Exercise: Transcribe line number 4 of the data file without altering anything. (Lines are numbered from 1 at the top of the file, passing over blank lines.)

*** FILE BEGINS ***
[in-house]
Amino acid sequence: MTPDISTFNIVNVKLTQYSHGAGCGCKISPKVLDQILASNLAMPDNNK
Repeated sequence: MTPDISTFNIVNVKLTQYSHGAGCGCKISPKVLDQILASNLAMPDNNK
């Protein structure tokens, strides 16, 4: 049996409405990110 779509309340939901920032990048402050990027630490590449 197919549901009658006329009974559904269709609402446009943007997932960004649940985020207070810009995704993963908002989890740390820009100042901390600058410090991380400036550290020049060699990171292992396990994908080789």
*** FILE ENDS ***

């Protein structure tokens, strides 16, 4: 049996409405990110 779509309340939901920032990048402050990027630490590449 197919549901009658006329009974559904269709609402446009943007997932960004649940985020207070810009995704993963908002989890740390820009100042901390600058410090991380400036550290020049060699990171292992396990994908080789």